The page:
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  Geotimes - March 2008 - Ice where no ice should be
NEWS NOTES

Ice where no ice should be

Microfossils
André Bornemann
Scientists studied microfossils called foraminifera to determine that ice sheets once existed during a “greenhouse” period 91 million years ago.

During the Late Cretaceous, deciduous forests covered polar landscapes, and the world was so warm that even turtles and crocodile-like reptiles wandered in the Arctic. So the last thing scientists expected to find were traces of former ice sheets. But researchers say they have the best proof yet that ice existed during this “greenhouse” period, challenging the prevailing wisdom that such balmy climates were ice-free.

The Turonian stage of the Late Cretaceous, 93.5 million to 89.3 million years ago, was one of Earth’s warmest periods over the last 545 million years. Tropical sea-surface temperatures climbed as high as 37 degrees Celsius — at least 5 to 9 degrees warmer than today’s equatorial waters. Most researchers agree ice sheets could not have formed when even the sea-surface temperatures in high-latitude waters exceeded 20 degrees Celsius.

But since the 1980s, researchers have found evidence of large, rapid sea level drops of between 25 and 40 meters in areas off northern Europe, Russia and North America dated to the Late Cretaceous. Some think these declines can only be explained by the formation of ice sheets, which would have trapped large quantities of seawater and thus lowered global sea levels. But geochemical studies of marine microfossils that have been used to support this idea have been unreliable because of large time gaps between data points or poorly preserved samples, says André Bornemann, a paleoceanographer at the University of Leipzig in Germany. Recently, Bornemann and his colleagues analyzed new data recovered from a deep-sea core from the Demerara Rise in the Atlantic Ocean off the coast of northeastern South America that they say confirm the presence of ice in a greenhouse world. “It’s the first reliable dataset from a paleoceanograpic point of view,” Bornemann says.

Bornemann and his colleagues did not find direct evidence of glaciers, such as the remnants of debris trapped by a glacier and subsequently discharged elsewhere. Instead, they studied the ratio of oxygen-18 to oxygen-16 isotopes trapped in well-preserved microfossils called foraminifera, and found an increase in oxygen-18 91.2 million years ago. This suggests ice was present because glaciers preferentially lock in more of water’s “lighter” oxygen-16 isotopes, which leaves behind more oxygen-18 in the oceans for microorganisms to absorb. But these changes could have also been due to changes in seawater temperatures or salinity. Bornemann and his colleagues, however, confirmed that this change was not due to temperature by using a new technique that estimates paleo-temperatures using organic compounds in the lipid membranes of primitive microorganisms.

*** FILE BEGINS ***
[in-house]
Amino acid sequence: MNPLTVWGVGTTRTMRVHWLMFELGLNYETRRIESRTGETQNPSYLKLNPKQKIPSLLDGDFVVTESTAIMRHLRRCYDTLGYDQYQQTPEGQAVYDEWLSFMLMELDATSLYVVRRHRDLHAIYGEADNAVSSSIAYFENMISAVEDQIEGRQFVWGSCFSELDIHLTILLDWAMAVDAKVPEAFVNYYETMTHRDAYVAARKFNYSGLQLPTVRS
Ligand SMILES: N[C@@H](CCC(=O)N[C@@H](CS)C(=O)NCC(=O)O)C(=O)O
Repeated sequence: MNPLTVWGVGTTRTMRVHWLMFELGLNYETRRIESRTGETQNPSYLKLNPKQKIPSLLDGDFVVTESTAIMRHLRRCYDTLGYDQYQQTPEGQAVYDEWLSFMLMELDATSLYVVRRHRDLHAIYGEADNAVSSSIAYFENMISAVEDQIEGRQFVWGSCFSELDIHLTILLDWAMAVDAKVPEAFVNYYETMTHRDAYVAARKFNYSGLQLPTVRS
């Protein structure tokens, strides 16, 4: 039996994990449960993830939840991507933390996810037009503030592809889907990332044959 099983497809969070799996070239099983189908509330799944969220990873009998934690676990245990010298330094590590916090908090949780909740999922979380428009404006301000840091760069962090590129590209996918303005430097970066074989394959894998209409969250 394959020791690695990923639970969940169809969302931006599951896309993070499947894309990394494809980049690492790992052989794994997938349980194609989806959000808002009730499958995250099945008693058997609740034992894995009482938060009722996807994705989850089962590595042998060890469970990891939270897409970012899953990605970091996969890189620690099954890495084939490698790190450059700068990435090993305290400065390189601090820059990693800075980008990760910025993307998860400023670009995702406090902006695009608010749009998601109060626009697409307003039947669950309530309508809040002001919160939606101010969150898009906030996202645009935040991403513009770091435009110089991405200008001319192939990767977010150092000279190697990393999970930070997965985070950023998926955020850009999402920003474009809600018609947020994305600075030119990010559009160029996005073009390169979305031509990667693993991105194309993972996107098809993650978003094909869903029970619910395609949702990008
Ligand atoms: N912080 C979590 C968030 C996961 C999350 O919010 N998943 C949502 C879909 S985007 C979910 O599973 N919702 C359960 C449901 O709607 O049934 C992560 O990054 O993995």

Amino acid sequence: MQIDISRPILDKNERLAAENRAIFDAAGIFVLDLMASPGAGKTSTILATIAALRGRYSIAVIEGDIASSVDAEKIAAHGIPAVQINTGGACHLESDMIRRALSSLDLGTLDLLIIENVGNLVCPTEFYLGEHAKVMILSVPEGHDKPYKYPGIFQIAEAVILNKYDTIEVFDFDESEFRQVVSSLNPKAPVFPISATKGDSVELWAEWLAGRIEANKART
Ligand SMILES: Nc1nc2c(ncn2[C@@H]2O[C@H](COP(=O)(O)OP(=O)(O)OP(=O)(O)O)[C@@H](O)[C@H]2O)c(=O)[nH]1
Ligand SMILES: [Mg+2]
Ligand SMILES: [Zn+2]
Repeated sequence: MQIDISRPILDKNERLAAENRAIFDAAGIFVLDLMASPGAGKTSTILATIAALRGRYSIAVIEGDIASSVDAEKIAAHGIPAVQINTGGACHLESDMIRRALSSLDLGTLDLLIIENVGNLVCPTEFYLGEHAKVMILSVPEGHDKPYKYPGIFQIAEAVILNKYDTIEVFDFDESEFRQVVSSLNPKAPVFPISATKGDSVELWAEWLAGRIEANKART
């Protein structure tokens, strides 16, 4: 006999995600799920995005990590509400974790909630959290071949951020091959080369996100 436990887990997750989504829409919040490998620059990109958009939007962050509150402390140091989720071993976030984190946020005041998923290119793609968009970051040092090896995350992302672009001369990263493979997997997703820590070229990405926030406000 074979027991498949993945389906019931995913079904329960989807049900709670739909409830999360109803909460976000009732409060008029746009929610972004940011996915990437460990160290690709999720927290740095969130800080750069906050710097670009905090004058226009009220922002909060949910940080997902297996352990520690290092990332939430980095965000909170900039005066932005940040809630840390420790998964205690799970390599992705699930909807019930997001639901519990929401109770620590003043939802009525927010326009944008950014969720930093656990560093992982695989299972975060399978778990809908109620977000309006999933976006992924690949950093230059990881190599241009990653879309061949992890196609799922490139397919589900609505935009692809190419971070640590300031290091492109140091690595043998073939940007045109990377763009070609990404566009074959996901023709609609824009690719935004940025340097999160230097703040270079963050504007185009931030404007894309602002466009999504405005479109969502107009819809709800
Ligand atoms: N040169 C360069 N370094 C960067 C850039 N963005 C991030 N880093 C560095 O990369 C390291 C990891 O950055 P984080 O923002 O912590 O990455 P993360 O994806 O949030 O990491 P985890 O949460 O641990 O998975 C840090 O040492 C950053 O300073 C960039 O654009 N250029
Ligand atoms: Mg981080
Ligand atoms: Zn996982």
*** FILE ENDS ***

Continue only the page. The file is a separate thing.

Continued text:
These data indicate the presence of ice over a 200,000-year period, Bornemann and his colleagues reported Jan. 11 in Science. Given that the continents had not yet settled into their current configuration, Bornemann says he can only speculate where the ice would have formed and if there would have been just one or many ice sheets. His team estimated the volume of ice would have been more than half that of Antarctica’s current ice cap.

“It’s excellent data,” says Kenneth Miller, a micropaleontologist at Rutgers University in Piscataway, N.J., who has studied the possibility of ice during the Late Cretaceous for more than a decade. “It’s quite convincing,” he says.

But staunch advocates of an ice-free greenhouse world may not be convinced. “The data are intriguing,” admits Brian Huber, a paleobiologist at the Smithsonian National Museum of Natural History in Washington, D.C. “But this is just one place where they see this.” Alternative explanations, such as local evaporation in the Atlantic that caused increased salinity in seawater, could also explain the data, he says.

Bornemann says more Turonian-aged data from other regions could further bolster the case for glaciation at this time and could help pinpoint the exact mechanism that allowed ice to form during such a hot period in Earth’s history.

Erin Wayman

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